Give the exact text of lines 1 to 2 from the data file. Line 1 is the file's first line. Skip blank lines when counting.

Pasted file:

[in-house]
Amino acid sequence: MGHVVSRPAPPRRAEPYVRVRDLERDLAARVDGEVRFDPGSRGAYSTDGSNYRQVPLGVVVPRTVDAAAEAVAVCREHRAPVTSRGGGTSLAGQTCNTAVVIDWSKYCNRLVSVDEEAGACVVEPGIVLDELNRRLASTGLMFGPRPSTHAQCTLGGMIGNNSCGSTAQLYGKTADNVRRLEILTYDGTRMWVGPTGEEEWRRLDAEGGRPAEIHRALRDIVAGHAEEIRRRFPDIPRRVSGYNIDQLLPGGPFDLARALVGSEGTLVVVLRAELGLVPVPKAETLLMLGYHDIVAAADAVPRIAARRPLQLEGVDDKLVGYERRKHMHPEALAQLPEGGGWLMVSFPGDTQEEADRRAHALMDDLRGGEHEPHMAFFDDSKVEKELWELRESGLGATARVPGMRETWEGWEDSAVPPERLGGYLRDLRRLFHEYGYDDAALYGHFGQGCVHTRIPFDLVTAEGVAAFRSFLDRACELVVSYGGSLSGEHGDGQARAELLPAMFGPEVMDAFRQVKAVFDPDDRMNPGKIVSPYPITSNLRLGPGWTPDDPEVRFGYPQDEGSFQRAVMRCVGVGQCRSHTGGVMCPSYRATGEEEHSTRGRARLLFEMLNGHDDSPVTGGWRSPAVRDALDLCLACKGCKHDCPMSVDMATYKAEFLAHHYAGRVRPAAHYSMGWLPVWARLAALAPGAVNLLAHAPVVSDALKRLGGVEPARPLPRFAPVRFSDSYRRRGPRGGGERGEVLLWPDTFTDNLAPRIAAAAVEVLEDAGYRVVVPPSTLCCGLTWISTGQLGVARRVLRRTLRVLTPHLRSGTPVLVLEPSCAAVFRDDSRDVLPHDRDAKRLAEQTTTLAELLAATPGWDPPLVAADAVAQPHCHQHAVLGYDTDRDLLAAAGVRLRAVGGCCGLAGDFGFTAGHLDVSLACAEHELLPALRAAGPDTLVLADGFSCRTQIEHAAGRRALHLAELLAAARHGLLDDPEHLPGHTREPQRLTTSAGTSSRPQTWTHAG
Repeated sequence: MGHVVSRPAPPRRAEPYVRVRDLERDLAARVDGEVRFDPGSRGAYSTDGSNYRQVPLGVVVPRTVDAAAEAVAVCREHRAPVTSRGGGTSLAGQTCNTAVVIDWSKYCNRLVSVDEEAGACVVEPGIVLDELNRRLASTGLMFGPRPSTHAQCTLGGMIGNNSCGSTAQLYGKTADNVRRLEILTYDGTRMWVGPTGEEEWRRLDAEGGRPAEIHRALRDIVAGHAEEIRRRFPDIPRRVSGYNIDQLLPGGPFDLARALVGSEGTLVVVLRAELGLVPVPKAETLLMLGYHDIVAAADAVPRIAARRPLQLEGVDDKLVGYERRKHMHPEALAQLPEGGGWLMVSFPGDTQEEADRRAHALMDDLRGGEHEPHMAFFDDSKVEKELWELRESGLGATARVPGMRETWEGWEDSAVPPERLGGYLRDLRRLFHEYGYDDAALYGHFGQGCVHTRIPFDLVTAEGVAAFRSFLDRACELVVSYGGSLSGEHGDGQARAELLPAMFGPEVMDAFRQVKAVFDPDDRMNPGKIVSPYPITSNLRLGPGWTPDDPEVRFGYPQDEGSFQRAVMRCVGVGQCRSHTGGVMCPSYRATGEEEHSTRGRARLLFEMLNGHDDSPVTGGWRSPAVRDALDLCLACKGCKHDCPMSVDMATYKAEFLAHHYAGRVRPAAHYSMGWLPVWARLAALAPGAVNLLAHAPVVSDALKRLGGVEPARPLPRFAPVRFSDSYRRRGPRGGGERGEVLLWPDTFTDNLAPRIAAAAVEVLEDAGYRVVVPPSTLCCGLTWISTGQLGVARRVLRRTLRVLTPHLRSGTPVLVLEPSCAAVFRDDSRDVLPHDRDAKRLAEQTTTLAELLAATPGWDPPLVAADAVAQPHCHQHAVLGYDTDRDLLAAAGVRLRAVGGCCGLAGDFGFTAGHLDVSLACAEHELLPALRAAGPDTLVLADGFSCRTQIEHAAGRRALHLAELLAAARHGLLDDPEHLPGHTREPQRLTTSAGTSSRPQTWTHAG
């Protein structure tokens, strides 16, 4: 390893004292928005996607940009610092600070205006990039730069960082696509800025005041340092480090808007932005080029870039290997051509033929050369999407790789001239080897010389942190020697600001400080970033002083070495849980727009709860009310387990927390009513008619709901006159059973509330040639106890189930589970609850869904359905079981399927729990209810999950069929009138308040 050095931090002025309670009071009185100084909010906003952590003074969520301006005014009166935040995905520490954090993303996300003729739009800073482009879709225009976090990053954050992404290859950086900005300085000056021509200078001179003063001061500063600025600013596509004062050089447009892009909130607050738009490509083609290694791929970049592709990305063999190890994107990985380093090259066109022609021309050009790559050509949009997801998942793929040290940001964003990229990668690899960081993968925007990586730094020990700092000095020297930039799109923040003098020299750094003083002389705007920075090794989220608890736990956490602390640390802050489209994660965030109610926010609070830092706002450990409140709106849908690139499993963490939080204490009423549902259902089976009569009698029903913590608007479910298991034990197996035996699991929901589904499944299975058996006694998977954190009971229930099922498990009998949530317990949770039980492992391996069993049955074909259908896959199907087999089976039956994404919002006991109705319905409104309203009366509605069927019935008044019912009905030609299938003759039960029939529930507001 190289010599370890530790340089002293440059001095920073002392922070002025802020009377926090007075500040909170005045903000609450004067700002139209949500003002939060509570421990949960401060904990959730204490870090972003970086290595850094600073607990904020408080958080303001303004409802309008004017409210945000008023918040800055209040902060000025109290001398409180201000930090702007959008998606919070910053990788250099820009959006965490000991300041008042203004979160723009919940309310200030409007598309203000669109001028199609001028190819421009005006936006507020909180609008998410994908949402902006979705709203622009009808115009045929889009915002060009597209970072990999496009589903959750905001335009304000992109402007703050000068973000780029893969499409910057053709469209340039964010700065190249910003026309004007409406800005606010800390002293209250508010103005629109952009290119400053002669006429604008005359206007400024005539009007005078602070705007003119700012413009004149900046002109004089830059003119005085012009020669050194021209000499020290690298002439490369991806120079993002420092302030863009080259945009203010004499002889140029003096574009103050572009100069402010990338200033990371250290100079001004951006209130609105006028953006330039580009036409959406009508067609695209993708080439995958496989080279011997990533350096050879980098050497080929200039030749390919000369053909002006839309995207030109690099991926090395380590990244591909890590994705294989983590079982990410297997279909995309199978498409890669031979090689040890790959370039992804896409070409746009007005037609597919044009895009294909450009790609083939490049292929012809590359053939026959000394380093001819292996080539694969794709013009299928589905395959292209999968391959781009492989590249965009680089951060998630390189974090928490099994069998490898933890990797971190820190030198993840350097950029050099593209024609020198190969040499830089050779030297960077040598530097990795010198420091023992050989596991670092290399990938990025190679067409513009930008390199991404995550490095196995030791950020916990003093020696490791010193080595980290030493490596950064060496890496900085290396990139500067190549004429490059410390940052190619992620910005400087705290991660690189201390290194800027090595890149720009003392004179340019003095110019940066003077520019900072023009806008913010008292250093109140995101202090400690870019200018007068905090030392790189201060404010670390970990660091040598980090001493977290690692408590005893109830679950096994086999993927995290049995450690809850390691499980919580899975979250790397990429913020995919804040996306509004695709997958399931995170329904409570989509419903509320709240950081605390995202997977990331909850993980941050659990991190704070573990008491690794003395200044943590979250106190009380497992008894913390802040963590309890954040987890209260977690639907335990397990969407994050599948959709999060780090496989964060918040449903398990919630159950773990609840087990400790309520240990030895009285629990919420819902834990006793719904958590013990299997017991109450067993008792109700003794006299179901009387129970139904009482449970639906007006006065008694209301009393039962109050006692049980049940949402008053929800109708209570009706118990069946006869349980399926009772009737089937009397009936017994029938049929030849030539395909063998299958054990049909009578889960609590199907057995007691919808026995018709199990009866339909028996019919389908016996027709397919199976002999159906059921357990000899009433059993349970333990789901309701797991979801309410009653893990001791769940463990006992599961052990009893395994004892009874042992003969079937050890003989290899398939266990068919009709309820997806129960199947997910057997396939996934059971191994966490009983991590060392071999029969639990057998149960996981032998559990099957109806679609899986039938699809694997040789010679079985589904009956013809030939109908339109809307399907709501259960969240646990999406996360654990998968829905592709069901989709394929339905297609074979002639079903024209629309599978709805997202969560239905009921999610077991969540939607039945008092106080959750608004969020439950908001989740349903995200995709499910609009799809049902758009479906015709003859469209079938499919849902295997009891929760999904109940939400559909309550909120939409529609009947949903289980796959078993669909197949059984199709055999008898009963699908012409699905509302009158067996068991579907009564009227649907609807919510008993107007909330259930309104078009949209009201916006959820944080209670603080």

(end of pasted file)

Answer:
[in-house]
Amino acid sequence: MGHVVSRPAPPRRAEPYVRVRDLERDLAARVDGEVRFDPGSRGAYSTDGSNYRQVPLGVVVPRTVDAAAEAVAVCREHRAPVTSRGGGTSLAGQTCNTAVVIDWSKYCNRLVSVDEEAGACVVEPGIVLDELNRRLASTGLMFGPRPSTHAQCTLGGMIGNNSCGSTAQLYGKTADNVRRLEILTYDGTRMWVGPTGEEEWRRLDAEGGRPAEIHRALRDIVAGHAEEIRRRFPDIPRRVSGYNIDQLLPGGPFDLARALVGSEGTLVVVLRAELGLVPVPKAETLLMLGYHDIVAAADAVPRIAARRPLQLEGVDDKLVGYERRKHMHPEALAQLPEGGGWLMVSFPGDTQEEADRRAHALMDDLRGGEHEPHMAFFDDSKVEKELWELRESGLGATARVPGMRETWEGWEDSAVPPERLGGYLRDLRRLFHEYGYDDAALYGHFGQGCVHTRIPFDLVTAEGVAAFRSFLDRACELVVSYGGSLSGEHGDGQARAELLPAMFGPEVMDAFRQVKAVFDPDDRMNPGKIVSPYPITSNLRLGPGWTPDDPEVRFGYPQDEGSFQRAVMRCVGVGQCRSHTGGVMCPSYRATGEEEHSTRGRARLLFEMLNGHDDSPVTGGWRSPAVRDALDLCLACKGCKHDCPMSVDMATYKAEFLAHHYAGRVRPAAHYSMGWLPVWARLAALAPGAVNLLAHAPVVSDALKRLGGVEPARPLPRFAPVRFSDSYRRRGPRGGGERGEVLLWPDTFTDNLAPRIAAAAVEVLEDAGYRVVVPPSTLCCGLTWISTGQLGVARRVLRRTLRVLTPHLRSGTPVLVLEPSCAAVFRDDSRDVLPHDRDAKRLAEQTTTLAELLAATPGWDPPLVAADAVAQPHCHQHAVLGYDTDRDLLAAAGVRLRAVGGCCGLAGDFGFTAGHLDVSLACAEHELLPALRAAGPDTLVLADGFSCRTQIEHAAGRRALHLAELLAAARHGLLDDPEHLPGHTREPQRLTTSAGTSSRPQTWTHAG